Helvellyn via Striding Edge and Swirral Edge

Overview

Height: 950 m; 3117 ft
Distance: 8 miles; 13 km
Difficulty: Hard
Estimated Time: 5 hours
Map: Ordnance Survey Explorer OL5 The English Lakes NE Area
Route: View in Google Maps
GPX File: Download GPX file (desktop only) – What is a GPX file?

Helvellyn is the third-highest point in England. Scafell Pike is the highest point and Scafell is a close second. Helvellyn matches Scafell Pike for popularity among hikers: it’s estimated that over a hundred thousand people climb Helvellyn each year.

Car Parking and Facilities

The Car Park for Helvellyn is in Glenridding. It costs £8 to park for the full day and the car park’s proceeds are used to maintain the local area and Helvellyn routs. The car park fills up quickly, so arrive early if possible. You can pay by cash or card for parking in Glenridding. The car park has toilets.

Glenridding has pubs, cafes, equipment shops and convenience stores.

Equipment

map and compass

It is important to prepare for the trek to the summit of Helvellyn. You will carry all clothing, food, water and equipment in your backpack. The weather at the summit of Helvellyn can be very different to the weather in Glenridding, so ensure you have warm clothes and waterproofs. Take enough water for the return walk. A minimum of 2 litres is recommended.

You can view a full equipment list that covers everything required to complete Helvellyn.

Route

View route in Google Maps.

There are multiple routes up Helvellyn. The popular route, and for good reason, is climbing Helvellyn up Striding Edge and coming down using Swirral Edge. The loop walk requires some light scrambling and provides an element of danger walking across Striding Edge.

From the Glenridding car park, head towards the main road and cross the bridge over the stream. Turn right so the stream is on your right-hand side and follow the road.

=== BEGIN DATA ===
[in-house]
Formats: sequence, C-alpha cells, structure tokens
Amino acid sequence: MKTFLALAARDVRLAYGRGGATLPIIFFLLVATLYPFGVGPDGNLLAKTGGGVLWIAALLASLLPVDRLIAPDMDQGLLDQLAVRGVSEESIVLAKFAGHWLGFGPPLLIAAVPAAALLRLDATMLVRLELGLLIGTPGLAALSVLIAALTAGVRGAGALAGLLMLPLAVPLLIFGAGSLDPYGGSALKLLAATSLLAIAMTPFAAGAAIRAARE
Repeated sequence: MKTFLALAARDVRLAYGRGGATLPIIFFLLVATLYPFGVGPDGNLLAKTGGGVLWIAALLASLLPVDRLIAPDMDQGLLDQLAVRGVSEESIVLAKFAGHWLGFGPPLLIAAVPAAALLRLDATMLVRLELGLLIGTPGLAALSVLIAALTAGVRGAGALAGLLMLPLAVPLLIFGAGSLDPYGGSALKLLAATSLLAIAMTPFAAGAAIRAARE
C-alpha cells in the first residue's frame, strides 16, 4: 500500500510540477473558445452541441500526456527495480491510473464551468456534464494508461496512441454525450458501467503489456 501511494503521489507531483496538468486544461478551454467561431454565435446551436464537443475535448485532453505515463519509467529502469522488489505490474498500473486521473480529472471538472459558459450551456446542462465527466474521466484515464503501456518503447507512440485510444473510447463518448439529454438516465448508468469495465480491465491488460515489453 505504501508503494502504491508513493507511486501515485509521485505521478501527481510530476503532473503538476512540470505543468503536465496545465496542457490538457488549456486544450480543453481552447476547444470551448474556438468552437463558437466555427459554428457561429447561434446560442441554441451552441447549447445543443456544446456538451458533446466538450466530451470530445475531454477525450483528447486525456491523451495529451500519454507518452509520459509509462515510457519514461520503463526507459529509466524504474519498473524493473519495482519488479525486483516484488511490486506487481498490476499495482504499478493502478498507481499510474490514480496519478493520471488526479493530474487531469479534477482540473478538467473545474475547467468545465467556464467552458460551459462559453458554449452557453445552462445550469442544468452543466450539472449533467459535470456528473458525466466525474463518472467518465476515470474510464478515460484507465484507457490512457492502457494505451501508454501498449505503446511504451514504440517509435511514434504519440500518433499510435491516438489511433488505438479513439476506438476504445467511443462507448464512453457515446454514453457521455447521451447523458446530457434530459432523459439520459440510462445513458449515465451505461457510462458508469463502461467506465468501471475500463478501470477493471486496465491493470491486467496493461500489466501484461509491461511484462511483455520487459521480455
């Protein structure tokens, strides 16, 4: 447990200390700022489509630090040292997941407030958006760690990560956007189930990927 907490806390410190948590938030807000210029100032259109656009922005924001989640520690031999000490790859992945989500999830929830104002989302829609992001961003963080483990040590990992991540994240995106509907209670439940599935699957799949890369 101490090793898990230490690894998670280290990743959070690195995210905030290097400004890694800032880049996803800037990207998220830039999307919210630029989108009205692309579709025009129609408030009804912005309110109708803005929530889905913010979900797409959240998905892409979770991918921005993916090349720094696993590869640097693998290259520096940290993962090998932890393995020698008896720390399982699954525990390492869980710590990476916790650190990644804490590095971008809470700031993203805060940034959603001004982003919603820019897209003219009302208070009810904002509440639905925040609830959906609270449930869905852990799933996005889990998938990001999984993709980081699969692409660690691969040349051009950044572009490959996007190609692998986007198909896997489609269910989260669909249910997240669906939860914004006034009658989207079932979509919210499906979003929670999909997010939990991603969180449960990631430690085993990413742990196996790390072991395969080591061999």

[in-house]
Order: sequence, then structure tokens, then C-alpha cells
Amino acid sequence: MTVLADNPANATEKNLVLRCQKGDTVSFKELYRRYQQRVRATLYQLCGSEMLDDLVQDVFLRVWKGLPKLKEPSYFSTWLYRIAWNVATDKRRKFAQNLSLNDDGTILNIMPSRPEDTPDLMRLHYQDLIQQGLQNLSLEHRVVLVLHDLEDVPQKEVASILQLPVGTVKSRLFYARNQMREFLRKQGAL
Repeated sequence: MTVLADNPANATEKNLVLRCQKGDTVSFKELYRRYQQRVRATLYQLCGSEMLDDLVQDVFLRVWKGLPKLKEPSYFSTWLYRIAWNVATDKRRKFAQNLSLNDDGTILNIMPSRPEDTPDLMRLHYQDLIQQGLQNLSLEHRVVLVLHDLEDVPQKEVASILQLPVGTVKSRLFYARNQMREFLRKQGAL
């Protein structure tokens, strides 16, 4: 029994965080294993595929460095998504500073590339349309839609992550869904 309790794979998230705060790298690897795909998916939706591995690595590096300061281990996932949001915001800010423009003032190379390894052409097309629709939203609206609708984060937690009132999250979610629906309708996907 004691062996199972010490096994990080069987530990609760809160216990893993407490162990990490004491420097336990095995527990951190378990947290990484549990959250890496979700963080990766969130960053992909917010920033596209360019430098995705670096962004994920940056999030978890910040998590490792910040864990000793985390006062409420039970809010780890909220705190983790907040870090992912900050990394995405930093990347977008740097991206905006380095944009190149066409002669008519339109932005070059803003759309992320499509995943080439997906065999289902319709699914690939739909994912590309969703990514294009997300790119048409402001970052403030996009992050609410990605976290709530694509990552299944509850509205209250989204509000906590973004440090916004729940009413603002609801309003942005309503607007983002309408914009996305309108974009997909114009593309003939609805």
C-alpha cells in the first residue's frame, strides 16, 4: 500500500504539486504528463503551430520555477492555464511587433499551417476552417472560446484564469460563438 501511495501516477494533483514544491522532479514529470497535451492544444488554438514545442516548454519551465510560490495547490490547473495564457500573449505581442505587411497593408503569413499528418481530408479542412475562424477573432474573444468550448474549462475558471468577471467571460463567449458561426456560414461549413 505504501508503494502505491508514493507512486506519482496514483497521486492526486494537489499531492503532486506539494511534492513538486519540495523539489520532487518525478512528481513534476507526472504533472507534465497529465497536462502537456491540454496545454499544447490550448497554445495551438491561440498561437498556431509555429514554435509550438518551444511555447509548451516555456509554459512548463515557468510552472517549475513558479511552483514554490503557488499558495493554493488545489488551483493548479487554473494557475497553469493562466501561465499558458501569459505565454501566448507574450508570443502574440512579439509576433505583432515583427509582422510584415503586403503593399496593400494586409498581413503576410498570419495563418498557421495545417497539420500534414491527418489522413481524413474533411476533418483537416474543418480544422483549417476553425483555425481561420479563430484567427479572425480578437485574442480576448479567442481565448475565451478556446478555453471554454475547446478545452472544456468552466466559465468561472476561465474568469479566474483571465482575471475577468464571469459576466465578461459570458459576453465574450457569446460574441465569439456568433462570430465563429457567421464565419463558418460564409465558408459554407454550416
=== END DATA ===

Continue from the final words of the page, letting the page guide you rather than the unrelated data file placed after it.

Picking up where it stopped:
Glenridding to Helvellyn

Keep following the path and the stream. Turn right at the cross section, following the signpost for “Helvellyn”

Right turn following Helvellyn Signpost

The path continues with the stream on your right-hand side. You will pass Gillside campsite on your left-hand side.

Path from Glenridding

Turn left onto the main road.

Left turn after bridge

Turn right leading to the stone wall.

Right turn towards stone wall

Keep left at the next split in the path. Follow the signpost for “Helvellyn via Miresbeck 3 miles”.

Left turn at the start of Helvellyn
Path at the start of Helvellyn route

The next turn isn’t obvious because you come away from the main path. Go through the gate and turn left.

Gate to turn left
Turn left after the gate

The next section is tough. You gradually ascend to 700m, which is the majority of Helvellyn’s height. You pass Mires Beck and have great views of Ullswater behind you.

Steep path at the start of Helvellyn
Steep path up Helvellyn
Glenridding and Ullswater

Turn right following the rocky path away from the stone wall.

Turn right at steep section
Path after right turn

There is a grassed route leading away from the main path. This optional detour takes you to Birkhouse Moor, standing at 718 metres with great views from the top. It’s a 5-minute detour if you wish to reach the summit of Birkhouse Moor.

Right turn to Birkhouse Moor
View from top of Birkhouse Moor
Cairn at the top of Birkhouse Moor

Take the same path back down Birkhouse Moore to carry on towards Helvellyn.